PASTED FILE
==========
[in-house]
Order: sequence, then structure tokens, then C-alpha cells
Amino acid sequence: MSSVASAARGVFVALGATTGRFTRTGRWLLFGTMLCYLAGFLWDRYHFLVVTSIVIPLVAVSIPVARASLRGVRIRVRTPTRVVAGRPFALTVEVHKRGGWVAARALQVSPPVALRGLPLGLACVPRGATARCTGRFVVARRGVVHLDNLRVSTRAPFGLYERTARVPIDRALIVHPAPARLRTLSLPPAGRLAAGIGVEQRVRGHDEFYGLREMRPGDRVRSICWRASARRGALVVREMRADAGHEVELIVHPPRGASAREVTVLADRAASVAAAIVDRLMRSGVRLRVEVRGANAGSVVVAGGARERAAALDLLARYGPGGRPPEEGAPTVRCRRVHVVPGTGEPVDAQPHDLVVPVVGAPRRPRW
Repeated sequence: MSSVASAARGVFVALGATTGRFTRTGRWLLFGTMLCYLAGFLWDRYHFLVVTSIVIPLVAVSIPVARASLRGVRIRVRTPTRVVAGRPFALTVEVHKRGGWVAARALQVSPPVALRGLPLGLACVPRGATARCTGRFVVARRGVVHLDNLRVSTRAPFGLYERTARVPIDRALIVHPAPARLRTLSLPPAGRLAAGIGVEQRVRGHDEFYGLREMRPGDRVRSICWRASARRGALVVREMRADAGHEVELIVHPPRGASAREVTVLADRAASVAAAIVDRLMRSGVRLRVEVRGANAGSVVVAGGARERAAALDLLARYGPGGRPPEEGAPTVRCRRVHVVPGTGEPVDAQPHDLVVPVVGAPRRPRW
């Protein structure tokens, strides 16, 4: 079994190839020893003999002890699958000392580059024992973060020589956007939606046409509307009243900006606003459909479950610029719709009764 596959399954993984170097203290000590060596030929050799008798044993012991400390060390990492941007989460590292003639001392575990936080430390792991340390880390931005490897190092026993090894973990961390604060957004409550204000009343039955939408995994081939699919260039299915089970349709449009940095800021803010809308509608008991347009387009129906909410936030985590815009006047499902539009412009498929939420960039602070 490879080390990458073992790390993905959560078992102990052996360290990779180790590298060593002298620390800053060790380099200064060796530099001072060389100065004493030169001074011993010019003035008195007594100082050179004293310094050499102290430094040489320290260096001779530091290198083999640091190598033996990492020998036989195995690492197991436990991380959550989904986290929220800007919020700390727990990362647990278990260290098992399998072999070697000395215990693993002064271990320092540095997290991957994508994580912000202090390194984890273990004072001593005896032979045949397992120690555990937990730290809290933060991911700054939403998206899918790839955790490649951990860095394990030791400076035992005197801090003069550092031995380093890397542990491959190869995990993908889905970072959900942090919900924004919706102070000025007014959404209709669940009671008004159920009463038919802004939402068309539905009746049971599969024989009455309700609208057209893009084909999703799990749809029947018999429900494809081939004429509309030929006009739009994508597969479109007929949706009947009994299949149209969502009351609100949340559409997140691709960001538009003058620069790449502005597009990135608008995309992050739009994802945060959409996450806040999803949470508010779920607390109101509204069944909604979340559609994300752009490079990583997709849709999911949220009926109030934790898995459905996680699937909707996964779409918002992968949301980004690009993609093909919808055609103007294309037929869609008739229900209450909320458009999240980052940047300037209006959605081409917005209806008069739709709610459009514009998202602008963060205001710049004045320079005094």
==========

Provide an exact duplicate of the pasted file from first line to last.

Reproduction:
[in-house]
Order: sequence, then structure tokens, then C-alpha cells
Amino acid sequence: MSSVASAARGVFVALGATTGRFTRTGRWLLFGTMLCYLAGFLWDRYHFLVVTSIVIPLVAVSIPVARASLRGVRIRVRTPTRVVAGRPFALTVEVHKRGGWVAARALQVSPPVALRGLPLGLACVPRGATARCTGRFVVARRGVVHLDNLRVSTRAPFGLYERTARVPIDRALIVHPAPARLRTLSLPPAGRLAAGIGVEQRVRGHDEFYGLREMRPGDRVRSICWRASARRGALVVREMRADAGHEVELIVHPPRGASAREVTVLADRAASVAAAIVDRLMRSGVRLRVEVRGANAGSVVVAGGARERAAALDLLARYGPGGRPPEEGAPTVRCRRVHVVPGTGEPVDAQPHDLVVPVVGAPRRPRW
Repeated sequence: MSSVASAARGVFVALGATTGRFTRTGRWLLFGTMLCYLAGFLWDRYHFLVVTSIVIPLVAVSIPVARASLRGVRIRVRTPTRVVAGRPFALTVEVHKRGGWVAARALQVSPPVALRGLPLGLACVPRGATARCTGRFVVARRGVVHLDNLRVSTRAPFGLYERTARVPIDRALIVHPAPARLRTLSLPPAGRLAAGIGVEQRVRGHDEFYGLREMRPGDRVRSICWRASARRGALVVREMRADAGHEVELIVHPPRGASAREVTVLADRAASVAAAIVDRLMRSGVRLRVEVRGANAGSVVVAGGARERAAALDLLARYGPGGRPPEEGAPTVRCRRVHVVPGTGEPVDAQPHDLVVPVVGAPRRPRW
């Protein structure tokens, strides 16, 4: 079994190839020893003999002890699958000392580059024992973060020589956007939606046409509307009243900006606003459909479950610029719709009764 596959399954993984170097203290000590060596030929050799008798044993012991400390060390990492941007989460590292003639001392575990936080430390792991340390880390931005490897190092026993090894973990961390604060957004409550204000009343039955939408995994081939699919260039299915089970349709449009940095800021803010809308509608008991347009387009129906909410936030985590815009006047499902539009412009498929939420960039602070 490879080390990458073992790390993905959560078992102990052996360290990779180790590298060593002298620390800053060790380099200064060796530099001072060389100065004493030169001074011993010019003035008195007594100082050179004293310094050499102290430094040489320290260096001779530091290198083999640091190598033996990492020998036989195995690492197991436990991380959550989904986290929220800007919020700390727990990362647990278990260290098992399998072999070697000395215990693993002064271990320092540095997290991957994508994580912000202090390194984890273990004072001593005896032979045949397992120690555990937990730290809290933060991911700054939403998206899918790839955790490649951990860095394990030791400076035992005197801090003069550092031995380093890397542990491959190869995990993908889905970072959900942090919900924004919706102070000025007014959404209709669940009671008004159920009463038919802004939402068309539905009746049971599969024989009455309700609208057209893009084909999703799990749809029947018999429900494809081939004429509309030929006009739009994508597969479109007929949706009947009994299949149209969502009351609100949340559409997140691709960001538009003058620069790449502005597009990135608008995309992050739009994802945060959409996450806040999803949470508010779920607390109101509204069944909604979340559609994300752009490079990583997709849709999911949220009926109030934790898995459905996680699937909707996964779409918002992968949301980004690009993609093909919808055609103007294309037929869609008739229900209450909320458009999240980052940047300037209006959605081409917005209806008069739709709610459009514009998202602008963060205001710049004045320079005094």